Can You Spot a ‘Real’ Service Dog?
You may have seen service dogs at malls, restaurants or movie theaters, and had your doubts. By law, they can accompany owners with disabilities in public places where pets are not normally permitted, but some New Jersey residents continue to abuse the situation by buying phony vests, tags and ID cards so they can take their pets wherever they go.
Numerous websites now offer fake "service dog" and "emotional support dog" documentation, sometimes starting as low as $79.
"I don’t think people understand that they can do a lot of damage to people who actually do utilize service dogs and do need to take them in places of public accommodation," said Susan Greenbaum, executive director of the Lebanon nonprofit Dogs in Service, which trains a limited number of assistance dogs -- primarily mobility dogs -- each year.
Greenbaum said if a dog has not been properly trained to assist someone with their disability, the animal may wind up barking and jumping around, which can cause a problem in a store or restaurant. She said the Americans with Disabilities Act requires that for a dog to be considered a bona fide service dog, it must be individually trained to mitigate a person’s disability. Those tasks can vary widely.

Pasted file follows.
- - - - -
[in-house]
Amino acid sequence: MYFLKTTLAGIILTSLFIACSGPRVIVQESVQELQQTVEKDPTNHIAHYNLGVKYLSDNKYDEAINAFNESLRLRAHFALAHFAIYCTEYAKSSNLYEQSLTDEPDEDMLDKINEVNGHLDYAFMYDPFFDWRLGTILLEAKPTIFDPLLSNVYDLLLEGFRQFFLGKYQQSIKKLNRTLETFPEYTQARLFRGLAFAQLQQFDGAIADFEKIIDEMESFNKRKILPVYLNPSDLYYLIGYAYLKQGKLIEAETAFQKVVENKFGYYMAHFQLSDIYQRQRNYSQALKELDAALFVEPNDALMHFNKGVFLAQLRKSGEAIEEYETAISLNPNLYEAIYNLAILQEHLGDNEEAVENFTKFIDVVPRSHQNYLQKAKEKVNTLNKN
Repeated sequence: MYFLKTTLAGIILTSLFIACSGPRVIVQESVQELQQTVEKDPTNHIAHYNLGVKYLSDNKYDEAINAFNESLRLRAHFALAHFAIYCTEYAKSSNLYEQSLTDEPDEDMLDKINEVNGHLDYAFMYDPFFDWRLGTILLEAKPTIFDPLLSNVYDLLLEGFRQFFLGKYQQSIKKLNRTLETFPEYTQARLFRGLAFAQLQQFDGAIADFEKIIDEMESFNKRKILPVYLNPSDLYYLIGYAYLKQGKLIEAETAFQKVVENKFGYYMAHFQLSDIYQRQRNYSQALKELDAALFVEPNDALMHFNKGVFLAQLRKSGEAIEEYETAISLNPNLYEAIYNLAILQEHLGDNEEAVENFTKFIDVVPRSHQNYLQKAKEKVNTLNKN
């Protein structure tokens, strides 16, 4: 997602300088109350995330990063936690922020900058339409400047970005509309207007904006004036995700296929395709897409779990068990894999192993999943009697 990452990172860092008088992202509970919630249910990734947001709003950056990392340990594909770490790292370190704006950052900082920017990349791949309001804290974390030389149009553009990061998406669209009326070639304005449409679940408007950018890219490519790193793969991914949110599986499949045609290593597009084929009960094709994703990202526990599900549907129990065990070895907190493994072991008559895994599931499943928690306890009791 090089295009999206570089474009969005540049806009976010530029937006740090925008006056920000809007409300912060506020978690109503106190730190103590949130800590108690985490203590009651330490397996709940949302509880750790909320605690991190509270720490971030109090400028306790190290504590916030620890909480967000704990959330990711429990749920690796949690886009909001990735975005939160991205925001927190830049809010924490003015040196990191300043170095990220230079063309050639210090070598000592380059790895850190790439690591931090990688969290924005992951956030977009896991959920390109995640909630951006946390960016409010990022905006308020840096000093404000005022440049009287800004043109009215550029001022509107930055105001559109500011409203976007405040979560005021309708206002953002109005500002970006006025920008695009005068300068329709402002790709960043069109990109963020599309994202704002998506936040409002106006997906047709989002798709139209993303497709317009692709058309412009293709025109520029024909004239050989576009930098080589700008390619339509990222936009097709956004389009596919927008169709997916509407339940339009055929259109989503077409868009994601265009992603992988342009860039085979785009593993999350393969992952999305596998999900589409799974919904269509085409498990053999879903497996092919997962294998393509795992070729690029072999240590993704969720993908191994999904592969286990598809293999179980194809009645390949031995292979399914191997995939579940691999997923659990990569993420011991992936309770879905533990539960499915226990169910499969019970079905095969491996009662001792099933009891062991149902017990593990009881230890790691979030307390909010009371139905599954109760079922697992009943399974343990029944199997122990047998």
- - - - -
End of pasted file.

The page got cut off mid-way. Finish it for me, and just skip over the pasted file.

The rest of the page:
"A person who has a seizure, the dog turns the person on their side and alerts emergency personnel," Greenbaum said. "It can be a dog with someone in a wheelchair that picks things up and hands them to them and opens doors, or a service dog might also alert someone with a hearing disability that the smoke detector is going off or their baby is crying."
Meanwhile, comfort or emotional support dogs are not required to have any special training at all, though Greenbaum said they do help people calm down.
"Let’s say you’re afraid of flying and having your dog with you makes you feel better, or if someone is afraid of going out of doors, they may feel better with a large dog by their side," she said, "but these emotional support dogs require no special training and they are not service dogs."
She also said real service dogs are not required to wear ID vests, so even if you see a dog in a store without one, it doesn’t necessarily mean they are a fake.